3 Min Read
*TSX ends down 98.33 points, or 0.77 pct, at 12,602.41
*Index ends week 2.2 percent higher
*Eight of 10 sectors weaker, materials group rises on gold (Corrects the number of sectors that were weaker in bullet point and 9th paragraph)
By Claire Sibonney
TORONTO, Sept 2 (Reuters) - Toronto's main stock index ended lower on Friday after grim U.S. jobs numbers revived recession fears, but rallying gold miners helped cushion the fall.
Oil and gas shares were among the hardest hit as risk assets were sold off after data unexpectedly showed U.S. employment growth ground to a halt in August. [ID:nOAT004865]
U.S. crude futures dropped more than $2 a barrel following the report, sending Suncor Energy (SU.TO) down 3.2 percent to C$30.00, and Canadian Natural Resources (CNQ.TO) down 3.7 percent to C$34.93.
Offsetting the decline, gold miners climbed 3.1 percent to the top of the gainers list, tracking higher bullion prices, which neared $1,900 an ounce on safe-haven buying. [GOL/]
Barrick Gold (ABX.TO) jumped 3.1 percent to C$51.97, Goldcorp (G.TO) advanced 3.1 percent to C$53.76, and Yamana Gold (YRI.TO) surged 5.5 percent to C$16.58.
"Near term, you don't want to be underweight gold," said Marcus Xu, director of equity investments at Genus Capital Management in Vancouver.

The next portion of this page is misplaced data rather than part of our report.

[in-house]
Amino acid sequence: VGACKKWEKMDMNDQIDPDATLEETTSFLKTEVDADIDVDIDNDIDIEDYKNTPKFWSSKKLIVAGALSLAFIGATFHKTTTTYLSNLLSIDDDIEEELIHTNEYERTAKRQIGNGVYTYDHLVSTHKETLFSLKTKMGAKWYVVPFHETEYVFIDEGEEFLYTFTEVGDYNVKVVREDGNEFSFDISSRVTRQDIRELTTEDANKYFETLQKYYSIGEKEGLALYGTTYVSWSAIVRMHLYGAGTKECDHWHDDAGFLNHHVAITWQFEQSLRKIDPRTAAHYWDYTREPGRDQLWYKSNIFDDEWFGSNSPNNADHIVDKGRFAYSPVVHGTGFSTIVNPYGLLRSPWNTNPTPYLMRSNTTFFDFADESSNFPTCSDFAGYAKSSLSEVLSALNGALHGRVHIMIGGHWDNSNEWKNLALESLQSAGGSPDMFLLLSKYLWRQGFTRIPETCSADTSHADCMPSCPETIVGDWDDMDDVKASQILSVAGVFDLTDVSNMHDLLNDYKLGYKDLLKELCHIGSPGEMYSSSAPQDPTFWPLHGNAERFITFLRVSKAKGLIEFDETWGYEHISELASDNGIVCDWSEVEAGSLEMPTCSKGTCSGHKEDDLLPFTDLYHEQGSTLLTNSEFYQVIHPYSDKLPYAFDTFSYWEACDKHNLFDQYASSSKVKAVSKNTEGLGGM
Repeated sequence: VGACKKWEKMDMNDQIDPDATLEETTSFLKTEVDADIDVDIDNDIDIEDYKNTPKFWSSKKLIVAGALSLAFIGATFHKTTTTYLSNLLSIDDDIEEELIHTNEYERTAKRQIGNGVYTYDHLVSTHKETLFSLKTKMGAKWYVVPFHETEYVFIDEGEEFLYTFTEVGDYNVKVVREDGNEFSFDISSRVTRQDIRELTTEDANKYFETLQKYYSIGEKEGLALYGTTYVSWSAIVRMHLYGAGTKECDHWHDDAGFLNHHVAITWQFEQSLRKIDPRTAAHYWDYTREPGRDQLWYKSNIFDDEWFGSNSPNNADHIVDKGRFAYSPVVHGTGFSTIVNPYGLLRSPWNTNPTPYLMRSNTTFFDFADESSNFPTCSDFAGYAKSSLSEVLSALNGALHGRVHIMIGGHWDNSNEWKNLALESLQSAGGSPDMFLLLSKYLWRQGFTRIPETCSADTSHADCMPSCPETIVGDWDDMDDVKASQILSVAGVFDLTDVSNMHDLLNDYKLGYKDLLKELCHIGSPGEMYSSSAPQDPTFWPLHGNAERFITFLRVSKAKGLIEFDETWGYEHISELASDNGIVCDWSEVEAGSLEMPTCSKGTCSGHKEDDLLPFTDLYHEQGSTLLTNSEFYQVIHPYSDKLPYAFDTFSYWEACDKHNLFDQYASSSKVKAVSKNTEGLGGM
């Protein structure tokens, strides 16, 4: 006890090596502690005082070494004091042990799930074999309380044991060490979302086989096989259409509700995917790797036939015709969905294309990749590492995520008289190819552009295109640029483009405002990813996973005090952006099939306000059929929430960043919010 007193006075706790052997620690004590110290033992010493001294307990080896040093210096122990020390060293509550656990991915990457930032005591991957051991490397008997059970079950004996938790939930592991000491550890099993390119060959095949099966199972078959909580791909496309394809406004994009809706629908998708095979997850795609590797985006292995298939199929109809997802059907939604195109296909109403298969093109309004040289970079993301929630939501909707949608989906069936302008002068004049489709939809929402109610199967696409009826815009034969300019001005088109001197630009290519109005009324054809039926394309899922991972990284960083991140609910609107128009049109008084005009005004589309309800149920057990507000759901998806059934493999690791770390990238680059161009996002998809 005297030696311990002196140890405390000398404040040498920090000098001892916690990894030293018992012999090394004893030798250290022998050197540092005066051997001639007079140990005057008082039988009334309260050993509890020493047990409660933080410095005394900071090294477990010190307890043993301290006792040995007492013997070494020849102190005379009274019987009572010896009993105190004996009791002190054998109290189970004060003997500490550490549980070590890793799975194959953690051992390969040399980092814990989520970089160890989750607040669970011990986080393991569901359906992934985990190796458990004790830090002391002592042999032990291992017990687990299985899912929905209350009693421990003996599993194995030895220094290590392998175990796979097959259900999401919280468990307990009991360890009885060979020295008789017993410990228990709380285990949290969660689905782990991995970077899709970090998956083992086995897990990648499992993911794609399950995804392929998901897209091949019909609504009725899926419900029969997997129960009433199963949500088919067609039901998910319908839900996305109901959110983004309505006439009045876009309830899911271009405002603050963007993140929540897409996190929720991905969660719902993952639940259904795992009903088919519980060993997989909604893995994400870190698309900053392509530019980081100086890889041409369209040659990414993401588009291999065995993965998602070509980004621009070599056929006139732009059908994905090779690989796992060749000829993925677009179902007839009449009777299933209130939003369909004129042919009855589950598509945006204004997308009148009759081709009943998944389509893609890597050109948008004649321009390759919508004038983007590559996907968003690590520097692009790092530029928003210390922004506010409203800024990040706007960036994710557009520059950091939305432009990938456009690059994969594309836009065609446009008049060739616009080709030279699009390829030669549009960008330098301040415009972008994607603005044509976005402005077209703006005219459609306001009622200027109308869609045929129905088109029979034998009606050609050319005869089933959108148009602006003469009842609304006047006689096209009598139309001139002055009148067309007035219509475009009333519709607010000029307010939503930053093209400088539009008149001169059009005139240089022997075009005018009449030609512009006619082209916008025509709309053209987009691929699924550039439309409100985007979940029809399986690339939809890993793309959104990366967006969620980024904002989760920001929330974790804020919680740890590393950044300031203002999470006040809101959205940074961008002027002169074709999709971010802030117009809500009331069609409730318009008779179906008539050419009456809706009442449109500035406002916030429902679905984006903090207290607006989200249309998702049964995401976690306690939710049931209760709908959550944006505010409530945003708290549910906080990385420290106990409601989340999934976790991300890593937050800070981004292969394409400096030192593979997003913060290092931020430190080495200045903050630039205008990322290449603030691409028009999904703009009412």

"If you actually look at the changes in gold prices versus changes in gold stocks over the last three months, there's a lot of value in gold stocks versus the underlying commodity," he added, pointing to small and mid-cap names that could be takeover targets.
The Toronto Stock Exchange's S&P/TSX composite index .GSPTSE closed 98.33 points, or 0.77 percent, lower at 12,602.41. The index ended the week 2.2 percent higher.
The TSX pared earlier losses of more than 1 percent as the materials group - home to gold miners - gained 1.5 percent. Telecoms also rose 0.25 percent, while the rest of the index's 10 sectors were weaker, including financials, off 1.3 percent.
Laurentian Bank (LB.TO) lost 0.9 percent to C$43.20 despite reporting a 17 percent increase in net income in its third quarter as loan losses fell, beating analysts' earnings expectations. [ID:nN1E7810G9]
"Even with all these good earnings on all these banks, you can see the bank shares haven't done much ... it's such a tough environment for banks right now given that the yields are so low," Xu said.
($1=$0.98 Canadian) (Reporting by Claire Sibonney; editing by Peter Galloway)